For early followers of Lime Cordiale, this debut album has been a long time coming. Since 2012, brothers Oli and Louis Leimbach have released three EP’s, the latest one, Road to Paradise, in 2015 and since then, they’ve been writing, recording and refining the ‘Lime Cordiale sound’. But refining doesn’t mean streamlining. In fact, in some ways they have probably expanded their sound even further.

The Sydney duo has spent most of 2017 in the studio with producer Dave Hammer (Washington, Thundamentals, Born Lion, Millar) where they’ve had time to explore and experiment in a way that they haven’t been able to before. The result is a very varied record and if you ever wanted to put this band in a box, this release will not make that easier for you. But that is by no means a bad thing.

At first, Permanent Vacation might come off as a bit schizophrenic – it’s poppy, rocky, groovy; up-tempo and danceable; laid back, beachy, jazzy. But the more you listen, the more you notice all of those little details that tie the tunes together. The playful strings and brass that are scattered throughout the record. The many layers and complexity of every track.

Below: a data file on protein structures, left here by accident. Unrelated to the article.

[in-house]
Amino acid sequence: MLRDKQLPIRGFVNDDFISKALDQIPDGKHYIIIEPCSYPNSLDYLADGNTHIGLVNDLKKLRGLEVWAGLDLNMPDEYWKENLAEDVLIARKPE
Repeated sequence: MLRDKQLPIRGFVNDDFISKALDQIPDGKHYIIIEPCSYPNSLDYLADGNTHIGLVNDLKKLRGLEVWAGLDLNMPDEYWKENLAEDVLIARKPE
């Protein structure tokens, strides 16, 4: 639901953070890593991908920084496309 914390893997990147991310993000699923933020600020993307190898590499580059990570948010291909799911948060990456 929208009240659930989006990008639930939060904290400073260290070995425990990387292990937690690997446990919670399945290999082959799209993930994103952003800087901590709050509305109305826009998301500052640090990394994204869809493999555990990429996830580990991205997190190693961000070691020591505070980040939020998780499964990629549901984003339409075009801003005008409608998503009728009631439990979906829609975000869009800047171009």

Opener ‘Naturally’ is slightly boring but then up-tempo ‘Temper Temper’ fires up your dancing shoes. So does the incredibly groovy bassline on ‘Underground’ and the smooth, almost disco-like vibe on ‘Giving Yourself Over’. ‘Is He Your Man’ explodes in a wailing, repetitive chorus which is very likely to play over and over in your head the rest of the day, as does the otherwise drowsy, spoken word-y ‘What Is Growing Up’ – a tune that is about doing the exact opposite.

The step up from EP to album format has made space for slower, darker tunes like the brilliant latest single ‘Risky Love’, string and piano heartbreaker ‘Walk Over Everything I Do’ and the anthemic, blues-soul-y closer ‘Top of My List’. Then there’s tunes like the dreamy ‘Up in the Air’ and beachy ‘Can I Be Your Lover’ that don’t stand out particularly but they certainly won’t hurt your ears either.

The strength of Permanent Vacation does not lie in its ability to present a perfect unity – because it doesn’t – but more in the quality of the individual songs. The playfulness that permeates them. The way they feel familiar but in an oddly indeterminable way. And in how much they will give back to you, if you give them your full attention.

4/5 stars

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